The Water, Oceans and Wildlife subcommittee of the House Natural Resources Committee held a hearing on the State of Wildlife last week.
The hearing was the third in a series led by subcommittee chairman Rep. Jared Huffman, D-Calif., with the goal of setting the stage for the subcommittee’s jurisdiction and actions going forward. The previous two hearings covered water supply reliability and oceans. This third hearing rounds out the subcommittee’s scope. “The state of many species in the country — and across the globe — is dire,” said Rep. Huffman in his opening statement.
A panel of invited witnesses offered testimony on the challenges currently facing wildlife and made suggestions about how to move forward. Jamie Rappaport Clark, former director of the U.S. Fish & Wildlife Service and current president and CEO of Defenders of Wildlife, testified first. “The nation’s wildlife is facing unprecedented challenges,” Clark said.
Her written testimony covered a variety of topics, from endangered species protection and climate change to human-wildlife conflict and state-federal relations. She concluded by asking that Congress increase funding for wildlife conservation, restore protections for endangered species, update legal protections and support new approaches to conservation.
Dan Ashe, another former director of the U.S. Fish and Wildlife and current president and CEO of the Association of Zoos and Aquariums, also testified at the hearing. “Although we have made significant progress in saving endangered and threatened species, a growing body of evidence points to the disturbingly unambiguous conclusion that we are losing the war to save wildlife,” Ashe said. “We are losing locally, nationally and globally. We are losing daily, monthly and yearly. Yes, there are examples of success … But species protection, conservation and especially recovery, require long-term effort and commitment,” he said.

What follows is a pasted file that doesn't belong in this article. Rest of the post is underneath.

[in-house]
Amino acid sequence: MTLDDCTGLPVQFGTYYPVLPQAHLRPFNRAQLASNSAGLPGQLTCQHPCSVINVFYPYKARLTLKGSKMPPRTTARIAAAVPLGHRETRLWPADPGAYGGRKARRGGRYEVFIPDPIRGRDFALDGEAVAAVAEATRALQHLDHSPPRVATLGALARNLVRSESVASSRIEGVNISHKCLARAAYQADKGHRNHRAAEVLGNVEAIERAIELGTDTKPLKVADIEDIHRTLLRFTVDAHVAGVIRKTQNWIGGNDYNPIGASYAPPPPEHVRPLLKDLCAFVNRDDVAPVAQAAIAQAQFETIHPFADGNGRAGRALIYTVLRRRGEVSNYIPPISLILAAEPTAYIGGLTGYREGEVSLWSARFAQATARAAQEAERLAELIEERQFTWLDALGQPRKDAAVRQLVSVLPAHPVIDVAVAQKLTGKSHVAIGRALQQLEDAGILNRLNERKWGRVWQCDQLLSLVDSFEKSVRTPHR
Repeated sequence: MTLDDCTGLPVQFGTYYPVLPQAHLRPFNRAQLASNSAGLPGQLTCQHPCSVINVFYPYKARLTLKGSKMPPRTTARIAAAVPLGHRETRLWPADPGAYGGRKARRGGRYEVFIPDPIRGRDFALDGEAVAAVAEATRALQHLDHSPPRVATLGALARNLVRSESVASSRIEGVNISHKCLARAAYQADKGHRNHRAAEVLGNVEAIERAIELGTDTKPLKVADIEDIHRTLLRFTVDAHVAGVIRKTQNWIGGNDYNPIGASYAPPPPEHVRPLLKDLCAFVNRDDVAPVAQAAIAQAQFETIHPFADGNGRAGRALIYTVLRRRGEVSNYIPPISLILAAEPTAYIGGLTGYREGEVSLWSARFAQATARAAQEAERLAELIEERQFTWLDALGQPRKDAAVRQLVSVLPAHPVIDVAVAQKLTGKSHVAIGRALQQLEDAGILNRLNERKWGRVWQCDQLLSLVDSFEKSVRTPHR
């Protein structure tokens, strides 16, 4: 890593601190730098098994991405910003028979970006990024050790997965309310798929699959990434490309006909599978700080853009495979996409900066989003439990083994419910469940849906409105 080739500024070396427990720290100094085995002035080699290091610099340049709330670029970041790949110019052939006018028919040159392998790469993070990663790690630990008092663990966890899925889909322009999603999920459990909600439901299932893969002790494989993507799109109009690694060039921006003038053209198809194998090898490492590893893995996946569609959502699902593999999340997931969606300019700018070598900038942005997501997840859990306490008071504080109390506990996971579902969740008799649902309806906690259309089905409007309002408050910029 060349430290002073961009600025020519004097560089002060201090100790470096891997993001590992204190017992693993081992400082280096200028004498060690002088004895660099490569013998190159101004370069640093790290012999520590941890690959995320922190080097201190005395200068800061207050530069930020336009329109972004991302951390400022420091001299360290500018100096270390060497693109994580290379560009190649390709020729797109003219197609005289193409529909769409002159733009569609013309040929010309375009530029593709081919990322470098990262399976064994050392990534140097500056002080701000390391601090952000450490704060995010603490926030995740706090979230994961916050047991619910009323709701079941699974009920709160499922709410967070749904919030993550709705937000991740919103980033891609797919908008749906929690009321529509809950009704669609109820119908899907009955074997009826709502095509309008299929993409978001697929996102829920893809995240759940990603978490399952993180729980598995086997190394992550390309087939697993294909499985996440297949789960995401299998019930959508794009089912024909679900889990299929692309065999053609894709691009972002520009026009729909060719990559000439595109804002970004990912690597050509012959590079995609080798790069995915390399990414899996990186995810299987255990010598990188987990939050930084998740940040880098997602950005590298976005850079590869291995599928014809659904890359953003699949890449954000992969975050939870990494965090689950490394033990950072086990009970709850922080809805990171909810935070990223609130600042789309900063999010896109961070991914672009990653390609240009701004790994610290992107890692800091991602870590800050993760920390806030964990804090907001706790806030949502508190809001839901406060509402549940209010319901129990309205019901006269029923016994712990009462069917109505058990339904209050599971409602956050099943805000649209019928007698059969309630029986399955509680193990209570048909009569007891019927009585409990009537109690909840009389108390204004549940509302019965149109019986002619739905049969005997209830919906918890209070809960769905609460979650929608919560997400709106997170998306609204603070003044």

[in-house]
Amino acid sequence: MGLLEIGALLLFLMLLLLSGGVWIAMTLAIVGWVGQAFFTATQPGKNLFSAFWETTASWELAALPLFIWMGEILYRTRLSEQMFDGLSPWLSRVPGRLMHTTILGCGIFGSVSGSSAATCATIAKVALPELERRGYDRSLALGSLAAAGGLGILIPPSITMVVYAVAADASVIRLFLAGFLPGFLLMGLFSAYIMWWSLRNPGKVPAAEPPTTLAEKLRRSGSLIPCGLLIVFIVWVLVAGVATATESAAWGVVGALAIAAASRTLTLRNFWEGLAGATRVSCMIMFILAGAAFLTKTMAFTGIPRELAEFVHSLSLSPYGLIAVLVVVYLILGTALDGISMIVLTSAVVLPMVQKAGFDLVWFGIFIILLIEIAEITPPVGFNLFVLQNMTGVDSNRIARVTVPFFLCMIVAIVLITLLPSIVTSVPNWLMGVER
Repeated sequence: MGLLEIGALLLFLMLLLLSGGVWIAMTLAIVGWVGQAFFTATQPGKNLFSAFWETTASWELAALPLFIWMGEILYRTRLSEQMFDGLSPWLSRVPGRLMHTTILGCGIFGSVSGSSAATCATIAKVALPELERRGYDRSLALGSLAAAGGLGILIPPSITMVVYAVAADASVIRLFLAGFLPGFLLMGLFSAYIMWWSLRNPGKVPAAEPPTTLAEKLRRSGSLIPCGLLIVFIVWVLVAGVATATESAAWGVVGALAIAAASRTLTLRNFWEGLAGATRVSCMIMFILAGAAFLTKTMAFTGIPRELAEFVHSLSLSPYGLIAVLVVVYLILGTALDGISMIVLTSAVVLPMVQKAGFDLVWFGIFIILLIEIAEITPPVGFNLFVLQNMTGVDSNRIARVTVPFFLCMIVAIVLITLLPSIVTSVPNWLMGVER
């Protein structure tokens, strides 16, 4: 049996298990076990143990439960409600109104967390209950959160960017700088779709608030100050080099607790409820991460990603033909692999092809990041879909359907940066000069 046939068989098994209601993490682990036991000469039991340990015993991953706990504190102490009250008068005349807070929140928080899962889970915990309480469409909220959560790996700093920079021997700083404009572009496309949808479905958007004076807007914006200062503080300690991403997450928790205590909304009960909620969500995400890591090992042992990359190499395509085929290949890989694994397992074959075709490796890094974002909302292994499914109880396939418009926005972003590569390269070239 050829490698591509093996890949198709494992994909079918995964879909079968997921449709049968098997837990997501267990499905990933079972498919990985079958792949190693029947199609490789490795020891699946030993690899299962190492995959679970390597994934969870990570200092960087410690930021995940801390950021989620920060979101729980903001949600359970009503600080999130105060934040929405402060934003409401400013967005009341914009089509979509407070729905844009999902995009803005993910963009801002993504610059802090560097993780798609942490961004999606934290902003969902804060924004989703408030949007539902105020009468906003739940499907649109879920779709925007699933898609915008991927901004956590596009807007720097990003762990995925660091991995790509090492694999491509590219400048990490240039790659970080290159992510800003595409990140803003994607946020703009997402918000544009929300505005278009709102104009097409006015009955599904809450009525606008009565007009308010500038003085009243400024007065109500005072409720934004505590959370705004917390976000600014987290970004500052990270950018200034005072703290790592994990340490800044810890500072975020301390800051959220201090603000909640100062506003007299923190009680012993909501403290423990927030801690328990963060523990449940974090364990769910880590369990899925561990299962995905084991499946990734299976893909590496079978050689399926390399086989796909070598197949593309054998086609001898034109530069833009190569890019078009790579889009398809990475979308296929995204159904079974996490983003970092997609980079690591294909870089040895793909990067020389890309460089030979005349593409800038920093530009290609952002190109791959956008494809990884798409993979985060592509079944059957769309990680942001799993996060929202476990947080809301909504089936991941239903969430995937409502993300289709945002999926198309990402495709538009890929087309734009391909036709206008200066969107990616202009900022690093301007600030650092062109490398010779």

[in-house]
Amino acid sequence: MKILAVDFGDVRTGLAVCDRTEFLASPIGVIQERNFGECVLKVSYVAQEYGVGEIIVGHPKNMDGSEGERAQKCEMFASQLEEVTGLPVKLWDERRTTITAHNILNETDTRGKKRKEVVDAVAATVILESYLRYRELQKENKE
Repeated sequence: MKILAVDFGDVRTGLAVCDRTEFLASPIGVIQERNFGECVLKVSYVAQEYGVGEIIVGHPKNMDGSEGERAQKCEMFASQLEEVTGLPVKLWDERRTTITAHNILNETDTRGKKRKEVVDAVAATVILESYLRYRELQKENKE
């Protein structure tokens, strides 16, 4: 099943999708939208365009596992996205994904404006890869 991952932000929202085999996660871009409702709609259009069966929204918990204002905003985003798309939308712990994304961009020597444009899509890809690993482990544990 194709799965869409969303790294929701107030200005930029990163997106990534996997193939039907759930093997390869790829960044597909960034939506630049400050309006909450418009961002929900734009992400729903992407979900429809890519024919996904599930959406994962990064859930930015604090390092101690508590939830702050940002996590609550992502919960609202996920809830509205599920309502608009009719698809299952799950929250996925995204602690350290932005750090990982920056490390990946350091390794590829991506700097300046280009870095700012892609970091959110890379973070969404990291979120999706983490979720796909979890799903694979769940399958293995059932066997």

Christy Plumer, Chief Conservation Officer of the Theodore Roosevelt Conservation Partnership, testified about the North American Model of Wildlife Conservationand the current funding structure for wildlife management. She offered suggestions about how Congress can advance conservation through funding mechanisms, including approval of federal legislation such as the Pittman-Robertson Modernization Act, reauthorization of the North American Wetlands Conservation Actand “reforms to provide statutory authority for mitigation and new funding sources for fish and wildlife conservation such as through RAWA,” the Recovering America’s Wildlife Act.
Valerie Covey, a county commissioner from Texas, spoke in favor streamlining compliance with the Endangered Species Act, particularly regional habitat conservation plans.
Roger Huffman, representing the Oregon Cattlemen’s Association, talked about the role of ranching in wildlife management and the need to modernize the ESA. “Cooperation between government agencies and private property owners is critical in wildlife conservation,” he said.
“As one of the original private-public partnerships, grazing has been used to achieve land management goals that provide ecosystem services well beyond the range,” Huffman said. “Ranchers have enjoyed good working relationships with their federal partners across several agencies at the Department of the Interior and the Department of Agriculture.”
|Laura Bies is a government relations contractor and freelance writer for The Wildlife Society. She has a B.S. in Environmental Science and a law degree from George Washington University. Laura has worked with The Wildlife Society since 2005. Read more of Laura's articles.|
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